In an effort to increase the number of quality teaching opportunities for graduate students fulfilling their requirements, a new program piloted this semester by the History Department has paired doctoral candidates with professors to teach seminars.
The Seminar Fellow Program allows graduate students to help design, plan and teach seminars normally led solely by faculty members, said Judith Hackman, director of the Graduate School of Arts and Sciences’ Teaching Fellow Program. Administrators said the initiative started this semester with four history seminars since the History Department struggled to find space for graduate students seeking positions. Hackman and Pamela Schirmeister ’80 GRD ’88, associate dean of Yale College and the Graduate School, said they will decide whether to expand the program after gathering feedback from participants and consulting with directors of graduate studies.
“Graduate students are always looking for teaching that will help them learn better how to teach and also help them on the job market,” Hackman said.
Hackman and Schirmeister said they hope the new program will resemble Associates in Teaching (AT), a competitive program where students and faculty members apply jointly to teach lectures or seminars. The Seminar Fellow Program is less costly than the AT program, which they said has been “hugely successful but really expensive” since its launch three years ago. Unlike the AT program, the Seminars Fellow Program will pay graduate students using funding already allocated to them for their teaching requirements. Three courses in the AT program met last fall, and the 12 are running this spring, according to the website of the Teaching Center of the Graduate School.
Bill Rando, director of the Graduate Teaching Center and the AT program, said the two programs will complement each other.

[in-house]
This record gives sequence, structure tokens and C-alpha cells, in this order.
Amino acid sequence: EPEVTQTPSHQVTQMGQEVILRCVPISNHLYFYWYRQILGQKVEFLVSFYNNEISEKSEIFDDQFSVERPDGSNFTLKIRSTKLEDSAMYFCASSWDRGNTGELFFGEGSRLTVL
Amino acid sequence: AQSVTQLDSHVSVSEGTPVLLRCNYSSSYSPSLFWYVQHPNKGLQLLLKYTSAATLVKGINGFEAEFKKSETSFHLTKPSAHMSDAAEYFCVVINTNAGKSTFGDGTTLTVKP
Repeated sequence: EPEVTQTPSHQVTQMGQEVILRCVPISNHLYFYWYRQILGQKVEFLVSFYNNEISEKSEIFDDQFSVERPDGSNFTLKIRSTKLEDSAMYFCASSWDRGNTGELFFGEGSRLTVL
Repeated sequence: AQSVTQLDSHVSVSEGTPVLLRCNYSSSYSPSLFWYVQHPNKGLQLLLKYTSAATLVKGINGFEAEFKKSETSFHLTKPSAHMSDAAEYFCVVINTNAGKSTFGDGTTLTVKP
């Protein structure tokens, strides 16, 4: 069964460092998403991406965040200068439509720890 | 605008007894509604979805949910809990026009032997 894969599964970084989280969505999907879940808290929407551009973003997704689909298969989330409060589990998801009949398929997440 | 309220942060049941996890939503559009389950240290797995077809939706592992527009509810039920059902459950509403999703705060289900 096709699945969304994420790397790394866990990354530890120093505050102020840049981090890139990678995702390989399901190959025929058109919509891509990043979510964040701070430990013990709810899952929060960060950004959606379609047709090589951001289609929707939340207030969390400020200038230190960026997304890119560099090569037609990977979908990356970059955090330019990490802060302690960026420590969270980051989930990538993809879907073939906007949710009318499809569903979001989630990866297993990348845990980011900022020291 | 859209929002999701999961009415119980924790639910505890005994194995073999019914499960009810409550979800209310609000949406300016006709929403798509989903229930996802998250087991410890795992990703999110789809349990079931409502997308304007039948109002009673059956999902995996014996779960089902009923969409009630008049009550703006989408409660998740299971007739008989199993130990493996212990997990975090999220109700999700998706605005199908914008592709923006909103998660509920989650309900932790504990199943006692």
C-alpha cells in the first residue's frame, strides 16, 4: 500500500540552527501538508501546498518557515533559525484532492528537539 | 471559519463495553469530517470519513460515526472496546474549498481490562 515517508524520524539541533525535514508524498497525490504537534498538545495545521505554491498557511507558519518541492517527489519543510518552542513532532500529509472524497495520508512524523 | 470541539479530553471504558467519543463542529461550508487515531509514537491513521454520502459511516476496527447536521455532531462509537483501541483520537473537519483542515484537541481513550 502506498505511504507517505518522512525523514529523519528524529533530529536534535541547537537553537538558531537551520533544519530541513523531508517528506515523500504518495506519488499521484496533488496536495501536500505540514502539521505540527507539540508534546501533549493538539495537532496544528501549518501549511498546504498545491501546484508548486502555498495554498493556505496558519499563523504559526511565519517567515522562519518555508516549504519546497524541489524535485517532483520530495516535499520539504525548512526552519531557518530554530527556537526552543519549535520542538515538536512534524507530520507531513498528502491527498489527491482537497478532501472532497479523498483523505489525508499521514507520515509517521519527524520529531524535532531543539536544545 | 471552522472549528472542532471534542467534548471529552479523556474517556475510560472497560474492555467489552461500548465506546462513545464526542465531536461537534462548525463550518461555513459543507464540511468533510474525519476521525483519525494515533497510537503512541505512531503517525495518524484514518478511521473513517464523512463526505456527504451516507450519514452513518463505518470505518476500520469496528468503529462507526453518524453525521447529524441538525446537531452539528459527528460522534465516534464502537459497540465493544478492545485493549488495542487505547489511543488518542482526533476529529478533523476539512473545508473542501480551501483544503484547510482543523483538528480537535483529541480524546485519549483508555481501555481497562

“The AT program really showed just how terrific it is when faculty members and graduate students are in the class together,” he said.
Two faculty members and two teaching fellows in the Seminar Fellows program all said the complementary dynamic between the two instructors has enhanced the classroom experience. History professor Glenda Gilmore, teaches “The American South, 1870 to the Present,” said she works closely with her teaching fellow Andy Horowitz GRD ’14 to plan the syllabus, tweak it week-to-week, provide feedback on essays and lead class discussions.
“Because there are two of us, we can engage more deeply with the student seminar leaders each week, and we can offer everyone more advice on their research papers,” Gilmore said in an email. “We have developed roles in class that I hope are complementary. He stops the discussion and demands facts and chronologies; I ruminate about southern oddities like night soil and ham.”
Michael Bustamante GRD ’15, who is the seminar fellow for history professor Gilbert Joseph’s course “History of Mexico since Independence,” said in an email that he has appreciated the chance to see how a “veteran professor” conducts a seminar, adding that he has been “inspired” by Joseph’s passion for the material.
Four students in classes with seminar fellows also expressed enthusiasm for the program. Connor Kenaston ’14, who is taking Gilmore’s course, said the seminar fellow in the course elevates the level of discussion.
“I get the sense that [the professor and seminar fellow] both know the topic really well, so the back and forth is really smooth,” Kenaston said. “[The seminar fellow] really helps balance the discussion.”